After getting the opportunity to study in the USA next year, I had to finish my bachelor thesis one month earlier than expected. Still, I’m quite happy with the result.
Its title: Implementation of Modiﬁed Kneser-Ney Smoothing on Top of Generalized Language Models for Next Word Prediction
Next word prediction is the task of suggesting the most probable word a user will type next. Current approaches are based on the empirical analysis of corpora (large text files) resulting in probability distributions over the different sequences that occur in the corpus. The resulting language models are then used for predicting the most likely next word. State-of-the-art language models are based on n-grams and use smoothing algorithms like modified Kneser-Ney smoothing in order to reduce the data sparsity by adjusting the probability distribution of unseen sequences. Previous research has shown that building word pairs with different distances by inserting wildcard words into the sequences can result in better predictions by further reducing data sparsity. The aim of this thesis is to formalize this novel approach and implement it by also including modified Kneser-Ney smoothing.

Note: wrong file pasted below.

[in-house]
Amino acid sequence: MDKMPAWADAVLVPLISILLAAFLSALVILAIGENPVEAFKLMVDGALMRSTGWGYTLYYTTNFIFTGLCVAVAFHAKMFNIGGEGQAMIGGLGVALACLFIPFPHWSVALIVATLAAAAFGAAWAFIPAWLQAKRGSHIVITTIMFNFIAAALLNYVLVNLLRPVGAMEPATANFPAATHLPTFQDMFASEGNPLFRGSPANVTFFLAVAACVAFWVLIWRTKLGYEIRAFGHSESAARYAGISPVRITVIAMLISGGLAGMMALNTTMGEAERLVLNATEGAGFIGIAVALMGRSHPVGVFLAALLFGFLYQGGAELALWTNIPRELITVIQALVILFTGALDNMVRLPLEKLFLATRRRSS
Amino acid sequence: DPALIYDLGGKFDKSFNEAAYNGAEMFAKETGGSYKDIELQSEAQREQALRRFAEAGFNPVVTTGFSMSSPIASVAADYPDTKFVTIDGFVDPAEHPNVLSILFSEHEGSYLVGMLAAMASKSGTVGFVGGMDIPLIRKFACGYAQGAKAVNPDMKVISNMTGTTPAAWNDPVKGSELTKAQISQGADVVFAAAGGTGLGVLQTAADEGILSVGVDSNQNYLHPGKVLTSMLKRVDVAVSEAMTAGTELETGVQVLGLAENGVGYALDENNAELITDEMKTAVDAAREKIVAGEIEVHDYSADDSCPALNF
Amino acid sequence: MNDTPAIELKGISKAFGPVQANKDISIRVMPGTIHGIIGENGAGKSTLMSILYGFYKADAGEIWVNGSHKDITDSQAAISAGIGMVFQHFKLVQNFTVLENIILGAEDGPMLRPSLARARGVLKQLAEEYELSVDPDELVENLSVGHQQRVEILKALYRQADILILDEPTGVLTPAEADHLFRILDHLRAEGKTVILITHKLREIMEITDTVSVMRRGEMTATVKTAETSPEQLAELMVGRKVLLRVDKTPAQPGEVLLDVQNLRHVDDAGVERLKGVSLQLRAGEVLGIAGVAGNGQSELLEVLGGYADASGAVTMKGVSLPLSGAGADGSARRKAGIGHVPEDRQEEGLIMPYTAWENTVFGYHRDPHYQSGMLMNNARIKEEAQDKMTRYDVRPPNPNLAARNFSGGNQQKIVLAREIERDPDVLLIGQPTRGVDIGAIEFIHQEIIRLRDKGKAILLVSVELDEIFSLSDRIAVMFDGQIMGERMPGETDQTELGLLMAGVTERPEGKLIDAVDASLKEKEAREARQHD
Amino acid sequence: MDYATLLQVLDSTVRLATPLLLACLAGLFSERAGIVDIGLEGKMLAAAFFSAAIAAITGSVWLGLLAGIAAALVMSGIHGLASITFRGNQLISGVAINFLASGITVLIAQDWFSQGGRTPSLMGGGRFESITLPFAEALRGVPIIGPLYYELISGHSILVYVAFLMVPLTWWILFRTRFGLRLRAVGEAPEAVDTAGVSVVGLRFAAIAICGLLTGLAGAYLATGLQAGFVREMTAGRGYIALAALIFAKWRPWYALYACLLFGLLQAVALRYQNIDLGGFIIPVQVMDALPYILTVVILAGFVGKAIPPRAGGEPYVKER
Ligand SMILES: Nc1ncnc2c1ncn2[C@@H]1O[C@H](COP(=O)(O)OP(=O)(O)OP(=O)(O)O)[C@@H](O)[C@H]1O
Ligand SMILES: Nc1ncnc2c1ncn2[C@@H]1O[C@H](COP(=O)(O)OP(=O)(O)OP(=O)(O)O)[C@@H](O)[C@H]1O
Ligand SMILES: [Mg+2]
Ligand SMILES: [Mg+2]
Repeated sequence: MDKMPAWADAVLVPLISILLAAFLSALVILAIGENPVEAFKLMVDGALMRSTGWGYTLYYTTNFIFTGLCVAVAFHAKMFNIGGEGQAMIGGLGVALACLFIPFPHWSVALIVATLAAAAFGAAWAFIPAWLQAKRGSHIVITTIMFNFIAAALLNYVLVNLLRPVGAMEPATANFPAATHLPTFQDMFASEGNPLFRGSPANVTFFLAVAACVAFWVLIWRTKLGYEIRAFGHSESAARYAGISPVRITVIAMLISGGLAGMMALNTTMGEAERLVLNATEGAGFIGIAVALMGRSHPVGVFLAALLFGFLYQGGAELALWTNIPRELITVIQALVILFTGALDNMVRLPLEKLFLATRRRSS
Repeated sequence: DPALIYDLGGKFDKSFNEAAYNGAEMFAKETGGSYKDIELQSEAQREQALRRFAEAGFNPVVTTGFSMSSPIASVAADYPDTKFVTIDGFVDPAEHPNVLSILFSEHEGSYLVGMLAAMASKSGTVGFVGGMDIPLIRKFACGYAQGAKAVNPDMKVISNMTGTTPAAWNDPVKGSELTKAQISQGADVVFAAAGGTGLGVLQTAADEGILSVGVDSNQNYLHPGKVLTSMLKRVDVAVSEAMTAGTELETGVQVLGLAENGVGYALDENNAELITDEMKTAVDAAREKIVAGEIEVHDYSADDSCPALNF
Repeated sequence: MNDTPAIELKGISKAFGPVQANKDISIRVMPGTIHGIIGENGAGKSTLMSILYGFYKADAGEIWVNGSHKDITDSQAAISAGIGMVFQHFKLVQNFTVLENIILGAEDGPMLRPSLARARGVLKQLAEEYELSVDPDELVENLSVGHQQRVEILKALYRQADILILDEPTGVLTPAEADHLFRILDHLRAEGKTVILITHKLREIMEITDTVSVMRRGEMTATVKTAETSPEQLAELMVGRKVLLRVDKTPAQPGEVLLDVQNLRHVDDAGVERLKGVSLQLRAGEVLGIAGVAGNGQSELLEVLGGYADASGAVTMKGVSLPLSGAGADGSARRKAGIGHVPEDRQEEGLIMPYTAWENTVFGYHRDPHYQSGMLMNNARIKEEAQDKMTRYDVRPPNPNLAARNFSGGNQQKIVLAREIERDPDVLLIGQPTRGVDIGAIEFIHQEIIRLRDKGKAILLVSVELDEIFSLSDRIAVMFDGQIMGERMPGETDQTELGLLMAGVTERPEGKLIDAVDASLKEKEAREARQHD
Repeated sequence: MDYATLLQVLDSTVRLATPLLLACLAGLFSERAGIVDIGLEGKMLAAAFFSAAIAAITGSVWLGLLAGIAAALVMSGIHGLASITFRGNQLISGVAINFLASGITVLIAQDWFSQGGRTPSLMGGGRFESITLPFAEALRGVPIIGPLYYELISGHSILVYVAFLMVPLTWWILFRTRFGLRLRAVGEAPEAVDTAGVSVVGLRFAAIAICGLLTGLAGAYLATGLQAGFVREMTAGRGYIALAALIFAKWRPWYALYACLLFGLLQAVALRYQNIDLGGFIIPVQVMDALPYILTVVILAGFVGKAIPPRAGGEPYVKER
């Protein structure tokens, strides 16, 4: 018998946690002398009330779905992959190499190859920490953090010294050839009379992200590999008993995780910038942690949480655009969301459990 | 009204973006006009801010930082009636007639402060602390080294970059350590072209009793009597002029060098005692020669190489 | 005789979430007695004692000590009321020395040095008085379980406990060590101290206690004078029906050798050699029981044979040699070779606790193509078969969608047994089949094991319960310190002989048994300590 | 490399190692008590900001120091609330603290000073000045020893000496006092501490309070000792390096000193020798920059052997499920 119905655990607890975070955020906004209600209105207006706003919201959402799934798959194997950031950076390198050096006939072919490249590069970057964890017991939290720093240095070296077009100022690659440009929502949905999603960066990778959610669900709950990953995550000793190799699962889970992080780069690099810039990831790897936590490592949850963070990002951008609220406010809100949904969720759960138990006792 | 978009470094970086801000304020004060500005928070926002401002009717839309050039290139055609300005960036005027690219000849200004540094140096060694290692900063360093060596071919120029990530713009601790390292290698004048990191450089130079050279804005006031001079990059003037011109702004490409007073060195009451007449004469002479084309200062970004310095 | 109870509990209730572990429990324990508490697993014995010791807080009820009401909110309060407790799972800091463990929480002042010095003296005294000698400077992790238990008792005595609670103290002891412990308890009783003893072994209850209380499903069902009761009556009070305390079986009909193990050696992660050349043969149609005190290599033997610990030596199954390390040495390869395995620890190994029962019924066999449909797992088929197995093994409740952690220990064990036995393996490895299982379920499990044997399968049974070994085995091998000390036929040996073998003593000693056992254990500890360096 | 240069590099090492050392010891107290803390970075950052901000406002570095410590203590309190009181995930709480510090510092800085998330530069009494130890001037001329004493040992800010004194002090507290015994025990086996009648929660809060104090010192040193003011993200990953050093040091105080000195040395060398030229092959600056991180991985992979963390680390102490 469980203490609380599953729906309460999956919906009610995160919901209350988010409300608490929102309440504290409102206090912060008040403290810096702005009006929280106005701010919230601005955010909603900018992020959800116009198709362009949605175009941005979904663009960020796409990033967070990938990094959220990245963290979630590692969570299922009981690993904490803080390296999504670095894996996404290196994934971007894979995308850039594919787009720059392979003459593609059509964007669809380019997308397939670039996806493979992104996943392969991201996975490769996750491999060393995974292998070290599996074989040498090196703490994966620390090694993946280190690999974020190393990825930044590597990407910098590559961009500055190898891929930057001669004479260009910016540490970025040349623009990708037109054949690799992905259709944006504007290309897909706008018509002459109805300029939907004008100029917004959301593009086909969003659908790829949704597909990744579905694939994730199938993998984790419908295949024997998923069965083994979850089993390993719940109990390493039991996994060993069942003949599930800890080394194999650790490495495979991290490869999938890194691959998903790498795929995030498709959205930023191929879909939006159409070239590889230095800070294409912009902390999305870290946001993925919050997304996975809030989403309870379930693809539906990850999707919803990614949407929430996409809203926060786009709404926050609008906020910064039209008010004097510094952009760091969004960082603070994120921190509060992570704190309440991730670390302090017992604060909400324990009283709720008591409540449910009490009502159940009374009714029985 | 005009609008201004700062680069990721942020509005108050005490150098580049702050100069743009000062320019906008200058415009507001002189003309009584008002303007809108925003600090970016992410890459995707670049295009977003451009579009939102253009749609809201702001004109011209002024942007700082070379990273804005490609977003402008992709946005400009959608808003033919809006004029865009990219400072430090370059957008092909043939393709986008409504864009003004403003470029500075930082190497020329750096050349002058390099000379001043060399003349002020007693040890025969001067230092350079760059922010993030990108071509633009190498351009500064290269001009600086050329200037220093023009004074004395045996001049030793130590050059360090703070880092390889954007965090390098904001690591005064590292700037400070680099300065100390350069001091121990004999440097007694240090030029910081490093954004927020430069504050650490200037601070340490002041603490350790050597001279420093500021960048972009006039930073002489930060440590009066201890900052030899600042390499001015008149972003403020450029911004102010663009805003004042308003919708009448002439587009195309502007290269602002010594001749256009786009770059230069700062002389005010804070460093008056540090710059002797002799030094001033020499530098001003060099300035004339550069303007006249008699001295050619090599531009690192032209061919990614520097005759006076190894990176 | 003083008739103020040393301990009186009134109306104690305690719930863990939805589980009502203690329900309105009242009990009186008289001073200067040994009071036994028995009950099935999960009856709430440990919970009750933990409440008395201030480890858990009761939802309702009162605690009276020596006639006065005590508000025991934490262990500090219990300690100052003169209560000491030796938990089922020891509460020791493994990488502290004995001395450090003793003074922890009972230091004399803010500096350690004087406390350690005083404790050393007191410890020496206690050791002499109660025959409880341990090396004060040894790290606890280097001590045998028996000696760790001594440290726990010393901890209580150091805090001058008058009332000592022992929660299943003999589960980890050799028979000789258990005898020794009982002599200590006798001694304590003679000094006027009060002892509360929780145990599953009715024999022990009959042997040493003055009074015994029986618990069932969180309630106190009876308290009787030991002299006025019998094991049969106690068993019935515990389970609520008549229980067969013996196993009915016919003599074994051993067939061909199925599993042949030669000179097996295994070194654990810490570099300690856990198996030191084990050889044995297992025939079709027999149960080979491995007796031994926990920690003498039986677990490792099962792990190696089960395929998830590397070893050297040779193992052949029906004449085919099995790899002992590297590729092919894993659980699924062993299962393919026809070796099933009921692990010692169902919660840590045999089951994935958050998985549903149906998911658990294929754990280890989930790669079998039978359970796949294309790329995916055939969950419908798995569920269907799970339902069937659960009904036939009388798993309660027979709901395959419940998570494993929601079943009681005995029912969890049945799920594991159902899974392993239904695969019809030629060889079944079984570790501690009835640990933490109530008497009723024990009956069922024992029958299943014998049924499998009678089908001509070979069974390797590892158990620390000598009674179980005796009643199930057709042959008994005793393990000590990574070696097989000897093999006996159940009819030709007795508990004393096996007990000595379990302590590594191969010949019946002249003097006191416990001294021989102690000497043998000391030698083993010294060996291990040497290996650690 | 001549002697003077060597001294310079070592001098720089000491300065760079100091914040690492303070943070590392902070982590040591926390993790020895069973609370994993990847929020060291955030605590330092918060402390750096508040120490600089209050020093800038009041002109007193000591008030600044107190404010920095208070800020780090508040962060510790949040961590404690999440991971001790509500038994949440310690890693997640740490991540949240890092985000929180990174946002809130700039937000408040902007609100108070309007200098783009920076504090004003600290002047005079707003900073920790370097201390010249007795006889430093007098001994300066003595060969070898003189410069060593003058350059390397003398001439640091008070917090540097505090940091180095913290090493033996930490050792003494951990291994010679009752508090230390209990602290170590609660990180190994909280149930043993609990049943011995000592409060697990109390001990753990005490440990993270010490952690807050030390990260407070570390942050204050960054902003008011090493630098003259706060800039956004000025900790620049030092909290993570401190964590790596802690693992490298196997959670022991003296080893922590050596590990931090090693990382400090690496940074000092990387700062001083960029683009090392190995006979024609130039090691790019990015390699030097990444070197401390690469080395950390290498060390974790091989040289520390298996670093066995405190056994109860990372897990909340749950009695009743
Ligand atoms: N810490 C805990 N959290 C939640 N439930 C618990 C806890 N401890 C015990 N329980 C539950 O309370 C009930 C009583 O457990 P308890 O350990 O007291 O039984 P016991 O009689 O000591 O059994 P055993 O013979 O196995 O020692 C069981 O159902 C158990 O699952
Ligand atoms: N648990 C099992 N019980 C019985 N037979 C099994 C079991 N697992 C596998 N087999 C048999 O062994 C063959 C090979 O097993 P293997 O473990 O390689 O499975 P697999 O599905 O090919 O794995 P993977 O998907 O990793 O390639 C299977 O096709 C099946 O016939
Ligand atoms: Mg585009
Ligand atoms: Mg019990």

But to be clear: This novel approach, called Generalized Language Models, was not my idea. After working together on the Typology project, René presented this concept as a topic for my bachelor thesis and I was happy to implement it.
You can find my thesis here.
Today, I had my colloquium which focused more on the implementation of smoothed Generalized Language Models for large datasets (6GB+). You can find the slides here. Also, the slides of my Oberseminar talk which focused on the theoretical parts are here.
The next step is the evaluation of smoothed Generalized Language Models. I’m looking forward to find out if the results really are better than smoothed n-gram language models!